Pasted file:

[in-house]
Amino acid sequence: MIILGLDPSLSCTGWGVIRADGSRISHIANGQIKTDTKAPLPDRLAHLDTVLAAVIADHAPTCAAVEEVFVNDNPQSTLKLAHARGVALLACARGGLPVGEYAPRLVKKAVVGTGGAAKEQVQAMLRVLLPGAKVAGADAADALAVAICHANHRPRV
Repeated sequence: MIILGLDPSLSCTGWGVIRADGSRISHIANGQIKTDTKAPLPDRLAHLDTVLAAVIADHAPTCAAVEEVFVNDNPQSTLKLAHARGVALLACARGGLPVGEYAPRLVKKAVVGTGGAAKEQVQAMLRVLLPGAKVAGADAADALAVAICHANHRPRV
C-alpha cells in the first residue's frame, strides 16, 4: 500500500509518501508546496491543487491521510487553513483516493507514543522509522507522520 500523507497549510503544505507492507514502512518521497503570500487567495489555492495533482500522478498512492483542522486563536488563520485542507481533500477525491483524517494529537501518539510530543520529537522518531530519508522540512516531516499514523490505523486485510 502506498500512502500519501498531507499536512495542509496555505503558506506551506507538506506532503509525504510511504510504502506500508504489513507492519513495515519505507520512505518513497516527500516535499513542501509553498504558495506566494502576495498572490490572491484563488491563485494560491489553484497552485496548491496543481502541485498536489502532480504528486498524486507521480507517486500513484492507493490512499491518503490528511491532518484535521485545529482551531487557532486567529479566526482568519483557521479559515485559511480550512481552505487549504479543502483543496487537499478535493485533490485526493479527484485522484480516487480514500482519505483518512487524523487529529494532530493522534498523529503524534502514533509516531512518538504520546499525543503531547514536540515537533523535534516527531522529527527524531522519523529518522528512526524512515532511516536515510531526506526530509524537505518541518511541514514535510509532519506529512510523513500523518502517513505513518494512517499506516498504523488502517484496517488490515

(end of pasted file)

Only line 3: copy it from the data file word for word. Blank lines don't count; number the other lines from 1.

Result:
Repeated sequence: MIILGLDPSLSCTGWGVIRADGSRISHIANGQIKTDTKAPLPDRLAHLDTVLAAVIADHAPTCAAVEEVFVNDNPQSTLKLAHARGVALLACARGGLPVGEYAPRLVKKAVVGTGGAAKEQVQAMLRVLLPGAKVAGADAADALAVAICHANHRPRV